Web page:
Outside the world of money

Martin is an athletics stats nerd fan, and always wanted to be a commentator as a teenager. In 2016 he fulfilled a lifelong ambition and started in-field presenting at major athletics events including the Olympic trials and the London Anniversary Games, culminating in the London World Athletics championships 2017 – where he got to run the 100m in front of 60,000 fans just before Usain Bolt (though in a slightly slower time).

He has has appeared on BBC1 Question Time, BBC Radio 4 Any Questions, BBC2’s Daily Politics and most influentially he makes regular appearances in Channel 4 Countdown's Dictionary Corner.

He was a Celebrity Mastermind champion in 2012, won £150,000 on Celebrity Millionaire (which was donated to Citizens Advice) and captained the LSE team (which tragically lost on a tie-break) in Celebrity University Challenge 2015.

Back in 2009 he even had his own one-man West End show, MoneySaving Live, and a featuring credit in a Top 40 chart hit, I Fought The Lloyds.

A fan of spreadsheets, he averages more than 407 points a game at Scrabble although, sadly, he scores similarly at golf.

He runs regularly to "manage the stress", yet is obsessed by targets when doing so. He hit his 2,000km target in 2017, and his record 10km time is 48:27 (in 2016).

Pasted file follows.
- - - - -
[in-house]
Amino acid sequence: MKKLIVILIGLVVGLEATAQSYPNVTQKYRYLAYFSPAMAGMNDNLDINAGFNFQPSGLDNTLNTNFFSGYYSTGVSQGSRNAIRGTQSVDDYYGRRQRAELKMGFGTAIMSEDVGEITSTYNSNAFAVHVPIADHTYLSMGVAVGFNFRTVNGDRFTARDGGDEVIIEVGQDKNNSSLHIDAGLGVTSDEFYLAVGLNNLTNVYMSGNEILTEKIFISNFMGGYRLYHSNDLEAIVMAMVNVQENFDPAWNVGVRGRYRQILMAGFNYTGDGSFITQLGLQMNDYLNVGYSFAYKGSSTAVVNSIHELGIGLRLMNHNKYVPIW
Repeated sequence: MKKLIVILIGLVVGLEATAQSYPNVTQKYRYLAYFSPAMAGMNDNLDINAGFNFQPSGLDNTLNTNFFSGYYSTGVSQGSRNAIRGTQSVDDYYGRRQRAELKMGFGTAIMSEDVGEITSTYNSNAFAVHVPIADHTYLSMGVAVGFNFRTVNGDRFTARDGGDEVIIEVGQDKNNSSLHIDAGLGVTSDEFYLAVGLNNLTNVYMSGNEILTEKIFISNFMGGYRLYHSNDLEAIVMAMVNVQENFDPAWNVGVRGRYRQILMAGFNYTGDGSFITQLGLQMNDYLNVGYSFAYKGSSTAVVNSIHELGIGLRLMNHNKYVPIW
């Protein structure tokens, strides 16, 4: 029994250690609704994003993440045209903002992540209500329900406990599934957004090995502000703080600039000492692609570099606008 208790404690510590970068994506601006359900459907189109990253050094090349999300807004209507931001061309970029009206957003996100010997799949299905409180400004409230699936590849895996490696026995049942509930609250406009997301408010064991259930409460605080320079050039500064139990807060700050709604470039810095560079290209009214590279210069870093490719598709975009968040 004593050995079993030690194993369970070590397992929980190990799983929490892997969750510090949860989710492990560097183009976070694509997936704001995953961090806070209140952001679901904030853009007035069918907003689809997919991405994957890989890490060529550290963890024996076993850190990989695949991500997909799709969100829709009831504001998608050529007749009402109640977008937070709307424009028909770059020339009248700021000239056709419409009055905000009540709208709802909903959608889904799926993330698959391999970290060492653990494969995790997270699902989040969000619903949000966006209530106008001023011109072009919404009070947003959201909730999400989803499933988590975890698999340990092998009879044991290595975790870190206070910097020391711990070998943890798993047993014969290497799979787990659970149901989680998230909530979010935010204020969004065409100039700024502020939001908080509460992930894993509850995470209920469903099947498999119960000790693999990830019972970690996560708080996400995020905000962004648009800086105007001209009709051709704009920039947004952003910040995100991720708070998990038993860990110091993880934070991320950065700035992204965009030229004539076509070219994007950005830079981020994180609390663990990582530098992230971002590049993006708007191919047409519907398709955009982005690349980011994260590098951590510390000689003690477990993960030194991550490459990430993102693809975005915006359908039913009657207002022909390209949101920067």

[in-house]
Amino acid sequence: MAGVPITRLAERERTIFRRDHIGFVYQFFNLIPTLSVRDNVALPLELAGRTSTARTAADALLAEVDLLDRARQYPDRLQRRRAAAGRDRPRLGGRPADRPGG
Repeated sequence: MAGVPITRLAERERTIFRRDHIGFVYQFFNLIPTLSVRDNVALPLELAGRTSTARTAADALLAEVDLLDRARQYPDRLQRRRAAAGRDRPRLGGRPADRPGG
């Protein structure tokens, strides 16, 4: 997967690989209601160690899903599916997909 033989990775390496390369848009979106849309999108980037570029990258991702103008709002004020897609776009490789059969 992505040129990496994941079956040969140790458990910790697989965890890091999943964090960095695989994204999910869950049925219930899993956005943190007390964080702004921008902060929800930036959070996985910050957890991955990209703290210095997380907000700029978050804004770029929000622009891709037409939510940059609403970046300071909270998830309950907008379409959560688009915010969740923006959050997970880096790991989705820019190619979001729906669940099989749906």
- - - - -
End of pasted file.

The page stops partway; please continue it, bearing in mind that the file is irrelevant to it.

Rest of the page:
Martin counts his steps too, and in 2017 averaged over 25,400 steps a day.

In his spare time he used to do a bit of rock n' roll-esque dancing (before the knees struggled). He supports Manchester City, and loves The Big Bang Theory (Bazinga!).

What did Martin Lewis do before MoneySaving?

He first moved to London from Cheshire, aged 19, to study Government and Law at the LSE, where he spent time dabbling in student politics, then a year as general secretary (president) of the students' union – where he also was chosen as a UK representative at the UN World Youth Leaders conference in Seoul, South Korea.

After graduating, he went to work 'for the other side' as a City spin doctor in financial public relations, while dabbling in stand-up comedy in his spare time to "relieve the tedium".

He later returned to university – this time to study a practical postgraduate diploma in broadcast journalism at Cardiff University.

This led to a staff job in the BBC's Business Unit, where he worked on personal finance and business programmes. He spent time as a business editor at Radio 4's Today programme, and later reported for BBC1, BBC Radio 4 and BBC Radio 5 Live.

Martin left the BBC on 31 December 1999, to go to a small, now-defunct digital television channel called Simply Money, which is where he first became the 'Money Saving Expert'.

Profiles, recent and over the years.

Many profiles have been written about Martin in the papers. Those still available online, good or bad, have been included here – though as always with these things, some are riddled with inaccuracies, but we've included 'em anyway.